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The Natural Gas Revolution: To the Brink of Innovation

Robert W. Kolb reveals how new gas resources are transforming the global energy industry, redistributing economic and geopolitical power in stunning ways.
This chapter is from the book

World Energy—A Rapid Tour of the Past 200 Years

From the beginning of human history until about 1750, a common date for the start of the Industrial Revolution, the world was poor, and societies were equal—or at least very roughly so, and dramatically so compared to the state of the world today.1 Over the past 250 years, some nations have succeeded in building economic institutions and deploying technological innovations to facilitate economic growth. These movements have been the primary drivers of a rapid increase in wealth that was initially concentrated in the United Kingdom and soon spread to other early-moving nations. More recently, other societies have adopted institutions and technologies that permit economic progress, and wealth has spread to many other nations. The original Industrial Revolution has been superseded by further industrial and societal revolutions.

Some historians emphasize the role of the rapid technological changes that occurred starting about 1750, while others emphasize what they see as the greater importance of improving institutions that guarantee property rights and propel economic growth.2 Whatever the ultimate cause of the prosperity that began some 250 years ago, the world’s new wealth arrived on a drip, then a trickle, and finally a flood of energy derived from hydrocarbons. Pre-industrial societies consumed relatively little energy, deriving virtually all energy from organic sources. These sources were either human or animal muscle power, or substances that were burned for energy, like wood and peat. Before about 1700, power derived from wind, water, and hydrocarbons played only a negligible or nonexistent role.3 No matter the sophistication of intellect or the brilliant organization of society, a total reliance on these organic energy sources placed an upper bound on human consumption and wealth, so the almost universal condition of poverty “did not arise from lack of personal freedom, from discrimination, or from the nature of the political or legal system, though it might be aggravated by such factors. It sprang from the nature of organic economies.”4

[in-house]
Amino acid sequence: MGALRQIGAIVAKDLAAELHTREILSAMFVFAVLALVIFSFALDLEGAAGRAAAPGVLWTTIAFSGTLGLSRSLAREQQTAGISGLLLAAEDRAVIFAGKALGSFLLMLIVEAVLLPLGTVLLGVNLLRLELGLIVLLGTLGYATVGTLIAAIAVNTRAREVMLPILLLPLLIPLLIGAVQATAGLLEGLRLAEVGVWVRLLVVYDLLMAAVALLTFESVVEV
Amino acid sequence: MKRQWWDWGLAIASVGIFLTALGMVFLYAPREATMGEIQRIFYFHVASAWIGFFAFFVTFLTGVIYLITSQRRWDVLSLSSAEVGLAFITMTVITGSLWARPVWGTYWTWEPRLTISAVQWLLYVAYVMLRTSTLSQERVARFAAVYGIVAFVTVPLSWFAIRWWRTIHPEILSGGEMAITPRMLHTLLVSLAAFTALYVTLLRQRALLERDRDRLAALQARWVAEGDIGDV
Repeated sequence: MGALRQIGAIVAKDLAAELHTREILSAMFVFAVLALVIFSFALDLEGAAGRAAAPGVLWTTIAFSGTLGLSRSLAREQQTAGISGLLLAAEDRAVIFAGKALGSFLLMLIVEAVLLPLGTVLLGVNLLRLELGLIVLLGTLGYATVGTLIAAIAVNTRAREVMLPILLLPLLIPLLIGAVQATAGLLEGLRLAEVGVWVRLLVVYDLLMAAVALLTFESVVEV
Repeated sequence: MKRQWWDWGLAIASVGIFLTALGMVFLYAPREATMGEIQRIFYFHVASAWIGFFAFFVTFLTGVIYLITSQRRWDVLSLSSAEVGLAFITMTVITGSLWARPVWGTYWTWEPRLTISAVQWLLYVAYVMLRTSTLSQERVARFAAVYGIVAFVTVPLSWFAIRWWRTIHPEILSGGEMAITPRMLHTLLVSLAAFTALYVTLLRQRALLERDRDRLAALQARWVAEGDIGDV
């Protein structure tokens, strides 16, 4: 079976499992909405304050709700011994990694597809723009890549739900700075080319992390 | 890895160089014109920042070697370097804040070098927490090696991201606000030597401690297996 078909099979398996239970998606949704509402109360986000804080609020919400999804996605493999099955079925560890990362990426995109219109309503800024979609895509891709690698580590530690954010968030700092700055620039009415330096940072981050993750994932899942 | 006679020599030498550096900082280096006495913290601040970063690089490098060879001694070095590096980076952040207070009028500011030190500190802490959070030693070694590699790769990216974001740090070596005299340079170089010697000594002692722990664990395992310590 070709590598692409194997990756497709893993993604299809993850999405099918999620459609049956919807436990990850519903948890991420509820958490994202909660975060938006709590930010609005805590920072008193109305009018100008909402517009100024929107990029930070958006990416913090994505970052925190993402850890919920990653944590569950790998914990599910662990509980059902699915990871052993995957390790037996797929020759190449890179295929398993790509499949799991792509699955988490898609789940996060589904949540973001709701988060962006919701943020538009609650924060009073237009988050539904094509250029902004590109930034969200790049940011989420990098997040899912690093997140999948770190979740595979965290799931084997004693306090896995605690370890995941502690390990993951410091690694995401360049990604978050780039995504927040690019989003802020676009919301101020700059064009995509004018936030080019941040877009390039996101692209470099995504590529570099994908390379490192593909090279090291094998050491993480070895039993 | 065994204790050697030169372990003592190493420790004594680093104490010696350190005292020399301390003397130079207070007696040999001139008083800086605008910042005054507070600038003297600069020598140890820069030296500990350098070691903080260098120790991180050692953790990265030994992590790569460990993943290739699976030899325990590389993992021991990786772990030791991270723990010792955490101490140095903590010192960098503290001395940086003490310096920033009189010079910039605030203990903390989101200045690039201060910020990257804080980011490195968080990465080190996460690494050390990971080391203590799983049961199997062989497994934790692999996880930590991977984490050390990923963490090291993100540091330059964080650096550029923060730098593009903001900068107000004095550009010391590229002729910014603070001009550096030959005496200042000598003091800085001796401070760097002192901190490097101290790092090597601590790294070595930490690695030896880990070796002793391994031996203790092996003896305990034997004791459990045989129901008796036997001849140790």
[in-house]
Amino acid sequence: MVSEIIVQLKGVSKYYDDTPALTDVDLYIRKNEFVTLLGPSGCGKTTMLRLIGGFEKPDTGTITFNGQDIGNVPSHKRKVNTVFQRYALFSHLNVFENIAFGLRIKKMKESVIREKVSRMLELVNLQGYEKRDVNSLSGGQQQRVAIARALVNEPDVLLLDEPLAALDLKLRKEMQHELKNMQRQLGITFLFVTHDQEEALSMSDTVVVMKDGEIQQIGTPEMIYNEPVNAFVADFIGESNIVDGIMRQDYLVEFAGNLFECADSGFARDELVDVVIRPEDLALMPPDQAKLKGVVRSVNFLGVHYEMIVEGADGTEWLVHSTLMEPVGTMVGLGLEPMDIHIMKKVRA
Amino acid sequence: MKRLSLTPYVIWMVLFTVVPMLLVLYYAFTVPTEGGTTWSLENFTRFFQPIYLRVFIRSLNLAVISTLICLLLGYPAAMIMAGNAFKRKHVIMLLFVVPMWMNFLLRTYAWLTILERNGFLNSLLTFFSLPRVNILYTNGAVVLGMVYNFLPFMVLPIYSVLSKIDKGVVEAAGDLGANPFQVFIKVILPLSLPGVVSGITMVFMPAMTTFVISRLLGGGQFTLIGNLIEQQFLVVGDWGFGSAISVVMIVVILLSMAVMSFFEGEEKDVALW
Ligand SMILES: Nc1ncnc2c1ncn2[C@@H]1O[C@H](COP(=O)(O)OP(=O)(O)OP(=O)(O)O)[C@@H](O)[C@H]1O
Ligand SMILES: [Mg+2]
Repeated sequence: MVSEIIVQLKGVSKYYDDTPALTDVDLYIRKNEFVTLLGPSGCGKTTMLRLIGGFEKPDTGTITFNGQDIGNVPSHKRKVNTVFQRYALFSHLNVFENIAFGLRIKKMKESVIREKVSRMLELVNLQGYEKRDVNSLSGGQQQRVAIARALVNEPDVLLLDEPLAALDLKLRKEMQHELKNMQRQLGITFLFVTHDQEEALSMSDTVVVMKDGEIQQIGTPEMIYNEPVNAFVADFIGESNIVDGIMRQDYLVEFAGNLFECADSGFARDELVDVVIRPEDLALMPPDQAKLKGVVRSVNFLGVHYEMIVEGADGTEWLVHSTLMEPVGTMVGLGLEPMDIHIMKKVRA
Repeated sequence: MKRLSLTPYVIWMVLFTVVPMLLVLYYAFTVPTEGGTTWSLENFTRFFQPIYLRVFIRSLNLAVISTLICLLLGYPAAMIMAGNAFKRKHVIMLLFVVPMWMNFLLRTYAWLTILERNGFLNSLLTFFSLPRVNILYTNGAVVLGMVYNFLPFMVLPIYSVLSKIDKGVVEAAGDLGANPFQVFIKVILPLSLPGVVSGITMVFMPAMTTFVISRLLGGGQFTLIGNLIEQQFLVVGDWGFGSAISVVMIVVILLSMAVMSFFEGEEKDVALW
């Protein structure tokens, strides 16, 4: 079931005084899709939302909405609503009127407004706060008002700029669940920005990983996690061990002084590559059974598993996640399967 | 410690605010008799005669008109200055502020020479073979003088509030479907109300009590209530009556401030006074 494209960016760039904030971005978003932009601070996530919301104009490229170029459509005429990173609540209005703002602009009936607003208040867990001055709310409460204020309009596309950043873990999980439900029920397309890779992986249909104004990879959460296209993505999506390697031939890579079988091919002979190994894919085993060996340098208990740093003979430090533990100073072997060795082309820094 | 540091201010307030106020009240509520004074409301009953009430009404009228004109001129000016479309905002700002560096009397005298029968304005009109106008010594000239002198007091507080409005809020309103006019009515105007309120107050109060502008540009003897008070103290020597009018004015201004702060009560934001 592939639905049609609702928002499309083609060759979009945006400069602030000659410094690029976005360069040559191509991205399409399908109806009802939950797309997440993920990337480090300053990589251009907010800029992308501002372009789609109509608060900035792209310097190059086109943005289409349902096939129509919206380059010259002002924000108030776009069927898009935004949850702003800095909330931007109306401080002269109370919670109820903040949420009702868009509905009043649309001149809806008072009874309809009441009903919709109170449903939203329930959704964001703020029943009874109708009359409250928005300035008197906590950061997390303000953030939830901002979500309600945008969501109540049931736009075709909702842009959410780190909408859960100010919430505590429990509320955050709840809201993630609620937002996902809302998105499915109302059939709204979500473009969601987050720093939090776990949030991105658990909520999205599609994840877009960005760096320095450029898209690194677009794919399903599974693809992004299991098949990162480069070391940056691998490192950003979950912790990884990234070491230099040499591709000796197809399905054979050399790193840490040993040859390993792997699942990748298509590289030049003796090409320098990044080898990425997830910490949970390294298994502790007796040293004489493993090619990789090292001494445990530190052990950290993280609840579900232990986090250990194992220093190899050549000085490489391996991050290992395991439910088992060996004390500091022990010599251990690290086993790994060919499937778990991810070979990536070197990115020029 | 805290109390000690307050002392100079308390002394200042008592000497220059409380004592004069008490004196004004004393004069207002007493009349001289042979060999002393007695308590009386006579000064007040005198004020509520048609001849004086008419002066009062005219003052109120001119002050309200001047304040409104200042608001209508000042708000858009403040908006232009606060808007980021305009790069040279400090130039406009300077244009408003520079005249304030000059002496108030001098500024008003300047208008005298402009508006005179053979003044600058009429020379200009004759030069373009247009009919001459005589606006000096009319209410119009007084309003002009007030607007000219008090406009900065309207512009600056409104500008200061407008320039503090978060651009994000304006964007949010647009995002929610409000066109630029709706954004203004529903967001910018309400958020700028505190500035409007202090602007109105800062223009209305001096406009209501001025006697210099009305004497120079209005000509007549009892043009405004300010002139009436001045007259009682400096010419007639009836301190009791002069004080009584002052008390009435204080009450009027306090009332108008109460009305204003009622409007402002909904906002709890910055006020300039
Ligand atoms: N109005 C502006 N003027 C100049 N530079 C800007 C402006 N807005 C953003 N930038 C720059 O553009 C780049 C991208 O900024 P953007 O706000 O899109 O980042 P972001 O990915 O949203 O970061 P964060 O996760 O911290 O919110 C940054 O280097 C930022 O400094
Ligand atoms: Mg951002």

Only the past few centuries have seen a significant increase in energy use. The increased exploitation of new energy sources has paralleled the development of technologies that have been able to actually make productive use of that newfound energy. Without industrial technologies, new energy sources could only be used for heating, and the difficulty of accessing new energy supplies has helped to limit human energy consumption.

The new sources of power that accompanied and made possible the rise of industrial technologies were first coal and then oil. Table 1.1 and Figure 1.1 show the transition of the world’s energy sources since 1800, when the Industrial Revolution was already in full swing.

Table 1.1. The Transition of World Energy Usage from the Nineteenth to Twentieth Centuries

Fuel Transition


Coal overtakes biofuels

First decade of the nineteenth century

Oil overtakes biofuels


Oil overtakes coal


Gas overtakes biofuels


Figure 1.1

Figure 1.1. The Succession of Energy Sources: Biofuels, Coal, and Crude Oil